Raising the Bar for Pain Relief

Intramuscular Trigger Point Release for Pain Management and Relief

What is intramuscular trigger point release?

Intramuscular trigger point release is an invasive procedure in which a solid filament  needle is inserted into the skin and muscle directly at a myofascial trigger point. A myofascial trigger point consists of multiple contraction knots, which are related to the production and maintenance of the pain cycle.

Is intramuscular trigger point release similar to acupuncture?

There are many similarities and differences between intramuscular trigger point release and acupuncture, but intramuscular trigger point release is NOT acupuncture. Licensed physical therapists in a growing number of states can use trigger point release under the scope of their practice to alleviate musculoskeletal pain. Practitioners at WFR are not licensed acupuncturists and do not practice acupuncture. In contrast to most schools of acupuncture, intramuscular trigger point release Is strictly based on Western medicine principles and research.


How does intramuscular trigger point release work?

The exact mechanisms of intramuscular trigger point release are not known. There are mechanical and biochemical effects. Based on the pioneering studies by Dr. Jay Shah and colleagues at the National Institutes of Health, we know that inserting a needle into trigger points can cause favorable biochemical changes, which assist in reducing pain. It is essential to elicit so-called local twitch responses,  which are spinal cord reflexes.  Getting local twitch responses with intramuscular trigger point release is the first step in breaking the pain cycle.

What type of problems can be treated with intramuscular trigger point release?

Intramuscular trigger point release can be used for a variety of musculoskeletal problems.  Muscles are thought to be a primary contributing factor to symptoms.  Such conditions include, but are not limited to neck, shoulder, back, pelvis, pelvic floor, buttocks and leg pain, as well as headaches (migraines and tension-type headaches) and fibromyalgia.  The treatment of muscles has the greatest effect on reducing pain mechanisms in the nervous system.

Is the procedure painful?

Most patients do not feel the insertion of the needle. The local twitch response elicits a very brief (less than a second) painful response.  Some patients describe this as a little electrical shock; others feel it more like a cramping sensation.  Again, the therapeutic response occurs with the elicitation of local twitch responses and that is a good and desirable reaction.

Are the needles sterile?

Yes, we only use sterile disposable needles.

What side effects can I expect after the treatment?

Most patients report being sore after the procedure.  The soreness is described as muscle soreness over the area treated and into the areas of referred symptoms. Typically, the soreness lasts a few hours up to two days.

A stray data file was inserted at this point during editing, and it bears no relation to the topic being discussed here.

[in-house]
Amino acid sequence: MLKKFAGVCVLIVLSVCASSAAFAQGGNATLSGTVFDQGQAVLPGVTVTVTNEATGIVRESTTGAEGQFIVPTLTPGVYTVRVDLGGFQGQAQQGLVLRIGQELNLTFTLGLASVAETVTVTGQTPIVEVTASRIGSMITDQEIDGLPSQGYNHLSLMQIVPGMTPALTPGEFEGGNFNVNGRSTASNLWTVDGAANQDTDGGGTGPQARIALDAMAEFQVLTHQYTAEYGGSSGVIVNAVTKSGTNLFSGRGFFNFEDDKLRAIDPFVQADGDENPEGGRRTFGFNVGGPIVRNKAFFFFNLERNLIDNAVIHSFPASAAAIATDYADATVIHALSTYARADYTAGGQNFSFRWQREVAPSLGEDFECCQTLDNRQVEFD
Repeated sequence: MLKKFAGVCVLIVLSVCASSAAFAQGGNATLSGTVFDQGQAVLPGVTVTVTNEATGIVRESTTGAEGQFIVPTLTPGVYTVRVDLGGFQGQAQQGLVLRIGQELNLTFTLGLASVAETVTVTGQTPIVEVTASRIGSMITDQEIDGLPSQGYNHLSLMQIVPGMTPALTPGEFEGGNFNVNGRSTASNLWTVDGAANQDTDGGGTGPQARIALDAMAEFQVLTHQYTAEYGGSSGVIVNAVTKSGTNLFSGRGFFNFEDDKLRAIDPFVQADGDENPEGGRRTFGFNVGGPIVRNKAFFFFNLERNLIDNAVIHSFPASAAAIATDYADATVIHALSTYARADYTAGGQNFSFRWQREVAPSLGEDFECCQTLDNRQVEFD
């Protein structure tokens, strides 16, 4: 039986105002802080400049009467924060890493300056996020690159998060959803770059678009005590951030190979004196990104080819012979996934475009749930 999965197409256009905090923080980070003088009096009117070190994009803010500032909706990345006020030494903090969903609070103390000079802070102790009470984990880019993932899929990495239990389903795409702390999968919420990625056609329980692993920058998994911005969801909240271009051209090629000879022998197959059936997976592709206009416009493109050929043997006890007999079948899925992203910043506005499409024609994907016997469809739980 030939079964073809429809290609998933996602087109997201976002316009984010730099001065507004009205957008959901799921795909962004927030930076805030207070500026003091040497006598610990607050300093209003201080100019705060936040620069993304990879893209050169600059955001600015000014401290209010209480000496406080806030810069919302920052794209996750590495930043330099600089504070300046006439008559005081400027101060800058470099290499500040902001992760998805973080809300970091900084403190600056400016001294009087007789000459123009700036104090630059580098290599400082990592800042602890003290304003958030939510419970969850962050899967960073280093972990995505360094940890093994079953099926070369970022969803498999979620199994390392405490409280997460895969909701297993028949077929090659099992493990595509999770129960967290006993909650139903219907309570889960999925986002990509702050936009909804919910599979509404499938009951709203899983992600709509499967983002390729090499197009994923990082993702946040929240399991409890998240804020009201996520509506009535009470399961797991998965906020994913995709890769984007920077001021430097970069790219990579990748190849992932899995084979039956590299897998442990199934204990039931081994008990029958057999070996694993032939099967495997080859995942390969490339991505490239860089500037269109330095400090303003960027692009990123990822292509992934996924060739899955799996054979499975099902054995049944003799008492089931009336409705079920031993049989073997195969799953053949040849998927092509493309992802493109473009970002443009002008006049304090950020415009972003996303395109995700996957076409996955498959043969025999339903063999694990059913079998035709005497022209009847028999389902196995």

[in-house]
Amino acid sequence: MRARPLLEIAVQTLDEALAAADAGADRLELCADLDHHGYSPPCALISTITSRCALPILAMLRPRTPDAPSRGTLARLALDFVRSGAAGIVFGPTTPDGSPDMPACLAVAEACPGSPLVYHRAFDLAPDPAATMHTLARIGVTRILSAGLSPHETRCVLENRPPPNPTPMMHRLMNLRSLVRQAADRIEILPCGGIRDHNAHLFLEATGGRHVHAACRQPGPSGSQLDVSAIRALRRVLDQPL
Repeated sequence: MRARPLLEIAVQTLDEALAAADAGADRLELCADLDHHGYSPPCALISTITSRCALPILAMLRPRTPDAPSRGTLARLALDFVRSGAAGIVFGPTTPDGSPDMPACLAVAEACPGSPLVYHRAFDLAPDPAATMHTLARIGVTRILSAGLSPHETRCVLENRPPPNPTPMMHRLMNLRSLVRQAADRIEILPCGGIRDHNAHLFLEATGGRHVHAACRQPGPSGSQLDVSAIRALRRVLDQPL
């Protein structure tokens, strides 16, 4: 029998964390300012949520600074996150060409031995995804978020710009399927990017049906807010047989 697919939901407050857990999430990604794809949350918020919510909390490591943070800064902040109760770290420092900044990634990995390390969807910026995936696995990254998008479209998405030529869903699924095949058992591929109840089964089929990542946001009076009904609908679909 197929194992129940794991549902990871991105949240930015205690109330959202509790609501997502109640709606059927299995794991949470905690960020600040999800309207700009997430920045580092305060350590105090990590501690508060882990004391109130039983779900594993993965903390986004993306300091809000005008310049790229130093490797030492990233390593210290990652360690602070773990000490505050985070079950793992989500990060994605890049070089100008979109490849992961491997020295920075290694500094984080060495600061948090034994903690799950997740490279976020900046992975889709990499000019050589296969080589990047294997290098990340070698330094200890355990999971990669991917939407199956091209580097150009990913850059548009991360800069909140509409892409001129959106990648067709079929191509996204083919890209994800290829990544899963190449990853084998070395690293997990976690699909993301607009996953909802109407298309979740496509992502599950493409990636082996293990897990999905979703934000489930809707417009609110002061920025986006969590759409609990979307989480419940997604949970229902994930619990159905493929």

What should I do after having the procedure done?

Our recommendations vary depending on the amount of soreness you have and on the individual response to the treatment.  Recommendations may include applying heat or ice over the area, gentle stretches and modification of activities.


How long does it take for the procedure to work?

Typically, it takes several visits for a positive reaction to take place.  Again, we are trying to cause mechanical and biochemical changes without any pharmacological means.  Therefore, we are looking for a cumulative response to achieve a certain threshold after which the pain cycle is disturbed.

Why is my doctor not familiar with intramuscular trigger point release?

In the US, intramuscular trigger point release is a relatively new method for treating myofascial pain and not everyone is already aware of this effective modality.  Feel free to inform your doctor about this treatment option.  It is upon all of us to educate others about new and innovative ways to treat pain.

How does intramuscular trigger point release fit into MY rehabilitation program?

Generally speaking, intramuscular trigger point release is the modality of choice when it comes to treating patients in the clinic.  More frequently, intramuscular trigger point release is needed in the beginning in order to break the pain cycle.  Once that is achieved, other treatment options are introduced.

Once I am feeling better, how often do I need to come back to maintain my progress?

The musculoskeletal system is under constant pressure from gravity, stress, work, etc.  A regular exercise program combined with good posture can prevent many problems.  If the pain comes back, “tune-ups” are recommended to treat and prevent injuries.